Yet that was just what was not “court-proven”. No consideration from Zuma’s side was demonstrated. Only the accumulation of small favours from Shaik to Zuma were shown, over a decade of time, during which the relatively short occupation of a flat by Zuma was grossed up to a purely notional, but very huge cash figure that was by far the largest component of the alleged “payments” made by Schabir Shaik. The judge then very precisely said that it did not matter that no “patronage” had flowed from Zuma to Shaik. What mattered was that the judge (Squires) was convinced, he said, but without evidence, that Shaik must have expected a favour. He would have been stupid if he didn’t, said the judge! It stands to reason, said the judge (his own reason, his Christian, Rhodie mind-set, and not Shaik’s Muslim, ANC one). Bang! Fifteen years! Confiscate all his millions and ruin him, too!

The same mistake/lie occurs in another article, “Zuma fear also a case of common class snobbery” by Pierre de Vos, linked below. The general tone and argument is quite different and even opposite to Lowe-Morna’s. This law professor comes as close as he can to saying there is no case for JZ to answer and the matter is rather more to do with snobbery and irrational class fear. He could even have used Lowe-Morna’s article as evidence for his case. And yet he casually repeats Lowe-Morna’s “mistake” by saying that “the deputy president of the ANC [JZ] had taken more than R1m from a convicted fraudster and then did some favours for that fraudster”. What favours were those, Prof? Saying it’s so doesn’t make it so!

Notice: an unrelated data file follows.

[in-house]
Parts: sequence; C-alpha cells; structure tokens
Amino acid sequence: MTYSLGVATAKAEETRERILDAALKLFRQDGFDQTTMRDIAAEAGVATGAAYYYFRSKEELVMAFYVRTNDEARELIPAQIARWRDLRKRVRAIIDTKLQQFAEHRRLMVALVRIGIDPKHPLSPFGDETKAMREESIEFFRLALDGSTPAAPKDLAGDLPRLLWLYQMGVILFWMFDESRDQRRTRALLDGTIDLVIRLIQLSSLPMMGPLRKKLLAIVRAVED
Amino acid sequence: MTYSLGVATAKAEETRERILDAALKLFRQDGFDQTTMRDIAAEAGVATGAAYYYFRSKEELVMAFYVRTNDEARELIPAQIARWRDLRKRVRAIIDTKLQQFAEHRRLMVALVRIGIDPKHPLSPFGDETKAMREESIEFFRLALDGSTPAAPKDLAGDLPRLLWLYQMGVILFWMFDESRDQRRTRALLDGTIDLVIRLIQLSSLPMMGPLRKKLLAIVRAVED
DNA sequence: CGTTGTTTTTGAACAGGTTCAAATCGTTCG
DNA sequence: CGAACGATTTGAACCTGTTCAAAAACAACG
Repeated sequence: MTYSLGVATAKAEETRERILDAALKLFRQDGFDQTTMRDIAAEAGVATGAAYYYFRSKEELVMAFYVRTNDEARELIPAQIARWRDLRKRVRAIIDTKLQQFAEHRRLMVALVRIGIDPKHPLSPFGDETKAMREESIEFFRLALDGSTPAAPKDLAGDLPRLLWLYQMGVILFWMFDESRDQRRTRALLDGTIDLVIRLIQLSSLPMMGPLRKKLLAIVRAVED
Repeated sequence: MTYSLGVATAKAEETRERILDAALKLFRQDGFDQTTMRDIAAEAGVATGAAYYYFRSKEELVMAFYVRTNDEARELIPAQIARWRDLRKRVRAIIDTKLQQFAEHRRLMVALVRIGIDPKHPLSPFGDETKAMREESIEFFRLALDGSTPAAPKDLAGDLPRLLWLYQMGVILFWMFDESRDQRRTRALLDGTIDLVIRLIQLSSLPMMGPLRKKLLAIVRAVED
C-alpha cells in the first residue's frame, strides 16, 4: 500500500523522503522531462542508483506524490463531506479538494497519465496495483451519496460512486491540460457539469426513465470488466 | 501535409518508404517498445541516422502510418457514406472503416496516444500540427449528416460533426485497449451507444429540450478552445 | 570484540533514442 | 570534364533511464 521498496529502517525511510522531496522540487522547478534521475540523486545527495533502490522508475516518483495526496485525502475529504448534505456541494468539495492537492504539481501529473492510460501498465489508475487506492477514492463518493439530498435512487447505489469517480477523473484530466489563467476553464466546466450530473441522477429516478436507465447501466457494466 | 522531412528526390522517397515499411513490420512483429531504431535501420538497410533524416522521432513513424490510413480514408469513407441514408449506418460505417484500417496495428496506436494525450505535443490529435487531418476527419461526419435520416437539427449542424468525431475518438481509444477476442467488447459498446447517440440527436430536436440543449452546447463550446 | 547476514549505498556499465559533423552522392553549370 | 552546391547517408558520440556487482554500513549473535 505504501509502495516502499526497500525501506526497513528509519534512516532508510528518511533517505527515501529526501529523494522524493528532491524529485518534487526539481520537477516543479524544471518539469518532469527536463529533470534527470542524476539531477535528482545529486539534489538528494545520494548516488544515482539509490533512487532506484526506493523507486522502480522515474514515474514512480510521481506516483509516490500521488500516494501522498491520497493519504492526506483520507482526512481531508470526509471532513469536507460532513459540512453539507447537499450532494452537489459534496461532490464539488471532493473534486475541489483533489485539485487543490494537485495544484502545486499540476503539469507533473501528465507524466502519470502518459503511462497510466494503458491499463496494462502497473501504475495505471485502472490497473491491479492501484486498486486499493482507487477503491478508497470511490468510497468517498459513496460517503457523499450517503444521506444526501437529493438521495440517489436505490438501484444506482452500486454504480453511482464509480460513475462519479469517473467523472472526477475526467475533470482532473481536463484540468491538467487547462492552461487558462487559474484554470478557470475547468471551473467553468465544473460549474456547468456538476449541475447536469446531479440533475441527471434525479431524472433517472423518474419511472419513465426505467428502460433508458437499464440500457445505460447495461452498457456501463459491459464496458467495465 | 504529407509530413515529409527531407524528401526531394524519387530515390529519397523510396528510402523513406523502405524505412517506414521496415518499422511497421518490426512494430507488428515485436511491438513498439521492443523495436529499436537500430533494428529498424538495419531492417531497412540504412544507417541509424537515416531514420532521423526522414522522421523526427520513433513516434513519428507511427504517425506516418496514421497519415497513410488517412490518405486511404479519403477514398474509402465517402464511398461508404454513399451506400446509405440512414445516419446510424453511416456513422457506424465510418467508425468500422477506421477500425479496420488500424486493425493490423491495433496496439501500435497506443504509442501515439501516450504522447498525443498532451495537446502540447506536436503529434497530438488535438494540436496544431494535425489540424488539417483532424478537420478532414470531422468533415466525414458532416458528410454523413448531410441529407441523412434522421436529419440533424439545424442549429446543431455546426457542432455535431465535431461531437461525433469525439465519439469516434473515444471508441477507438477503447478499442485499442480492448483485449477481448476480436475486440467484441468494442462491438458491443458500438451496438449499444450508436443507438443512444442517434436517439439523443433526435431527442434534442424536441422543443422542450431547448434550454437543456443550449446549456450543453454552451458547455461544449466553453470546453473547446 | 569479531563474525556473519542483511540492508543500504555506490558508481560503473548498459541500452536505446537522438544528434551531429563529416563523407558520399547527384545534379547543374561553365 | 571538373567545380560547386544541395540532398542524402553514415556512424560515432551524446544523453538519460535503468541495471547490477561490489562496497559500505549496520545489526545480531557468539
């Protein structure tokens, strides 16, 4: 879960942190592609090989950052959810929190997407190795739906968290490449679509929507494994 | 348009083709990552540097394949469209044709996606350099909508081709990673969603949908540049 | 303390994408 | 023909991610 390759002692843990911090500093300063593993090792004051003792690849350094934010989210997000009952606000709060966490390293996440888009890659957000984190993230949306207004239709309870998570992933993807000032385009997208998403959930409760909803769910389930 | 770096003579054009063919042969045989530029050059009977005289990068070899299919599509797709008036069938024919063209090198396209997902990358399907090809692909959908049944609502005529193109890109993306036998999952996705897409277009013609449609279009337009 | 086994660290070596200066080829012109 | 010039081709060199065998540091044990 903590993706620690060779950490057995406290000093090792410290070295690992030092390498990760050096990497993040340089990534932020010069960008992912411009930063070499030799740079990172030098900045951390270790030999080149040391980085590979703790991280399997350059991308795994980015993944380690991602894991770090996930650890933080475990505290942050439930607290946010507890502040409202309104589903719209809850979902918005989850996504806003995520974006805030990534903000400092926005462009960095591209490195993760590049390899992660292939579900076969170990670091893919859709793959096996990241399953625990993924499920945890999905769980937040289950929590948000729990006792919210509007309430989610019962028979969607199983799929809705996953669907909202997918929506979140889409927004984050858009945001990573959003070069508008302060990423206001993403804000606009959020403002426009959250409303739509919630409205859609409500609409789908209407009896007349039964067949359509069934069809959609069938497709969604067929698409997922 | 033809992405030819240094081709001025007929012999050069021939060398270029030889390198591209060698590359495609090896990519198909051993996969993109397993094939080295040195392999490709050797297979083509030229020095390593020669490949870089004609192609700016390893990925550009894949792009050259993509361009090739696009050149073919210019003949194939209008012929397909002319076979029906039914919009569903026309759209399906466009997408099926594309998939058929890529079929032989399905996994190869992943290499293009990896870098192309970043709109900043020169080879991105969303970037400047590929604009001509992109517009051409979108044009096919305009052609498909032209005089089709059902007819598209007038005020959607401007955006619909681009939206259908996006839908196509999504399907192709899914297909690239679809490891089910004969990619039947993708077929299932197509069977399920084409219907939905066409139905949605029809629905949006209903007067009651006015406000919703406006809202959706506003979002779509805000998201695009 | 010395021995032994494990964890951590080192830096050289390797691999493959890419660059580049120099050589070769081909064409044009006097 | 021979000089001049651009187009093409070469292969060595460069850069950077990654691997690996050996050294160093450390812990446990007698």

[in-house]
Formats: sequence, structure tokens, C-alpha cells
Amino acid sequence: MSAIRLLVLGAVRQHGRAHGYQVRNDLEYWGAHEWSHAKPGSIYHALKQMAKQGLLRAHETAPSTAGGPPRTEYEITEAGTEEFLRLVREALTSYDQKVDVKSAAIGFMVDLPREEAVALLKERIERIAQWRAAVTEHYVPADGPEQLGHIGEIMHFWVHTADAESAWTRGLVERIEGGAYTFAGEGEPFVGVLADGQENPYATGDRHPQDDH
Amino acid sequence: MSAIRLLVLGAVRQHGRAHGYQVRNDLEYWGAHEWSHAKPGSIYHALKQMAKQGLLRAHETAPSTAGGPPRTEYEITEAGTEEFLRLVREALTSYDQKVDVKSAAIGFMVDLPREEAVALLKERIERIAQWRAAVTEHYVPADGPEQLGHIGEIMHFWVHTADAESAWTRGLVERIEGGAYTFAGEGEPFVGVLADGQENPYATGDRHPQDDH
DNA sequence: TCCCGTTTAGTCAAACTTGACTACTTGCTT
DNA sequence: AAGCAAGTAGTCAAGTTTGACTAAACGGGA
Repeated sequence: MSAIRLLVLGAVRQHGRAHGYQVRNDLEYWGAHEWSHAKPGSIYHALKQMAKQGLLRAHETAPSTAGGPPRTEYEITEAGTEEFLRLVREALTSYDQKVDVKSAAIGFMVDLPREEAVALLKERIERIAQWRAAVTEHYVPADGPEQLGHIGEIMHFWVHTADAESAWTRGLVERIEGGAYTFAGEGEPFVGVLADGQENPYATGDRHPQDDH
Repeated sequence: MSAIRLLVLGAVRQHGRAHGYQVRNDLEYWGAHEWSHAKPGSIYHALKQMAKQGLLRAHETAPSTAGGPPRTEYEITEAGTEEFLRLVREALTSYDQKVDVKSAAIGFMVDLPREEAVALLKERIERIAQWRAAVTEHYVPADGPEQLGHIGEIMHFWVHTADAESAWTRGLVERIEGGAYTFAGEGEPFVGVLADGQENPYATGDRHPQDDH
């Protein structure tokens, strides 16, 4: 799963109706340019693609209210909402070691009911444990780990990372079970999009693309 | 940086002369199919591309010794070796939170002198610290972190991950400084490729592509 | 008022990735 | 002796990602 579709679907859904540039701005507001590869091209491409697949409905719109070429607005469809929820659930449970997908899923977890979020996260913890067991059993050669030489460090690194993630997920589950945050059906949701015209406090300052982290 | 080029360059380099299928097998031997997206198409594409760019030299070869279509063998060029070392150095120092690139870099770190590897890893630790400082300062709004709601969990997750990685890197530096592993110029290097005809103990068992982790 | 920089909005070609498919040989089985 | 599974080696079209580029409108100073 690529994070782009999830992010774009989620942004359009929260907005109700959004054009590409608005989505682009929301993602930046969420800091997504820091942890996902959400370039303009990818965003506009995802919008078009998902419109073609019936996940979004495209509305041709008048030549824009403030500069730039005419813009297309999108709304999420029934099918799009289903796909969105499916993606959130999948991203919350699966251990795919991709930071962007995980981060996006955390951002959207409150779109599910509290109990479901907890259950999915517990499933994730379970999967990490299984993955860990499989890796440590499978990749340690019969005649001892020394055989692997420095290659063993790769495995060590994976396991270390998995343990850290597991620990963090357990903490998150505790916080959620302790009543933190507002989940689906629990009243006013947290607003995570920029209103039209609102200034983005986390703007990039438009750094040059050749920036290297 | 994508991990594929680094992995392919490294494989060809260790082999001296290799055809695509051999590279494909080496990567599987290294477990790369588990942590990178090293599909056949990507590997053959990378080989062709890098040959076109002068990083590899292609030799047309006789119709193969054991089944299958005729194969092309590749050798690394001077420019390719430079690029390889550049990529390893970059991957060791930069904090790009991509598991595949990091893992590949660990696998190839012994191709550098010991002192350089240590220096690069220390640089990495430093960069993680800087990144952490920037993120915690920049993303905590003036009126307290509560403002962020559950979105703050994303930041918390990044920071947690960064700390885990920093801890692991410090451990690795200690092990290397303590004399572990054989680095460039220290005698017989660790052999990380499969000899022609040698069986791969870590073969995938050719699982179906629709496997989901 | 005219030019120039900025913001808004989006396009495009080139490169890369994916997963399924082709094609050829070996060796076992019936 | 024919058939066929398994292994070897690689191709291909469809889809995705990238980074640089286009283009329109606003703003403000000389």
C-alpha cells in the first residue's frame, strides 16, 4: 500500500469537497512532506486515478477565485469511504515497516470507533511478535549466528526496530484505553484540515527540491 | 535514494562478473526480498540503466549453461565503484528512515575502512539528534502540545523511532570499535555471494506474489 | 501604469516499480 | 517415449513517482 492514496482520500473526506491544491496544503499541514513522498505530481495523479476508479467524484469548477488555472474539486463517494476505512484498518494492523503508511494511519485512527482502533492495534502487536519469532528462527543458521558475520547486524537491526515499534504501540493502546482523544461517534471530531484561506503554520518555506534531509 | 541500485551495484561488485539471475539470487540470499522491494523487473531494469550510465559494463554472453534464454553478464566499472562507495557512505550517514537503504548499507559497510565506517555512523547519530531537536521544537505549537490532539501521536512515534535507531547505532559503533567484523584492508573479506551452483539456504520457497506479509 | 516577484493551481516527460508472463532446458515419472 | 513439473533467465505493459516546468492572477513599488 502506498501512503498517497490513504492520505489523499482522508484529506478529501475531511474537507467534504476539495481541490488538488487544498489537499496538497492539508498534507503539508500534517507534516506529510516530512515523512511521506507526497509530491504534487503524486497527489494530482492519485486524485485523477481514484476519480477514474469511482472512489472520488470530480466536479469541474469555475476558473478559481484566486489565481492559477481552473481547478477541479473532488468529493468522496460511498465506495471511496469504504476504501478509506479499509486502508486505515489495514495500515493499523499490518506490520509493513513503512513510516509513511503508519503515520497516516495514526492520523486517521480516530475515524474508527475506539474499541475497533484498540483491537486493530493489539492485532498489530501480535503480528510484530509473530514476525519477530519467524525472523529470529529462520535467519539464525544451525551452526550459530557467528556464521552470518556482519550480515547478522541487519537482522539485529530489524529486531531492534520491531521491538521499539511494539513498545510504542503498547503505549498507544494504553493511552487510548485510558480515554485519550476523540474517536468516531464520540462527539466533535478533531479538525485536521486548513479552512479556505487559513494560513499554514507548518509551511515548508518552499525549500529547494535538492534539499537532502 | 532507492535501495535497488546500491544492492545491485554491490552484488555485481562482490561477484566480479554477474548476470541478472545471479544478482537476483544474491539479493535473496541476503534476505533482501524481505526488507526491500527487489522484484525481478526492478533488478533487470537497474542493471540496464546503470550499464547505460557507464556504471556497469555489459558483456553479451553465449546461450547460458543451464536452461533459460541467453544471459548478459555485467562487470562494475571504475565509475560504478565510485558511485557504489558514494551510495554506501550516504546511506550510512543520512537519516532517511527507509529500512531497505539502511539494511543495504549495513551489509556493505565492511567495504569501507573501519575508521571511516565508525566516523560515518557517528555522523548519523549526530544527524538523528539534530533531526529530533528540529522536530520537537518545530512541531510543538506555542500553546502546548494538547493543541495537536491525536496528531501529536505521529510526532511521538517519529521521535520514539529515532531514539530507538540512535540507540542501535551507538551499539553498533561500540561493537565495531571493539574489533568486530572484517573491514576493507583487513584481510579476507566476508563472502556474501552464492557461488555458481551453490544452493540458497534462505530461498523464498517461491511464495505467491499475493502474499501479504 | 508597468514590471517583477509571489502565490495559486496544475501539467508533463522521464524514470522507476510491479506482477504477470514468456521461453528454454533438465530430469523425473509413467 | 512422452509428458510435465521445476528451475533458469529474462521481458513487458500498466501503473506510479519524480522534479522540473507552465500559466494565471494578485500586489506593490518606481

Christi van der Westuizen’s book (excerpt linked below) has been withdrawn from sale because of a legal challenge on behalf of the monster, Eugene de Kock, who says he did not braai and eat meat while at the same time incinerating one of his victims nearby. This excerpt from the book is not about that. It is about (in our terms) how colonialism of a special type was preserved in South Africa after 1990, 1994, and 1996.

Click on these links: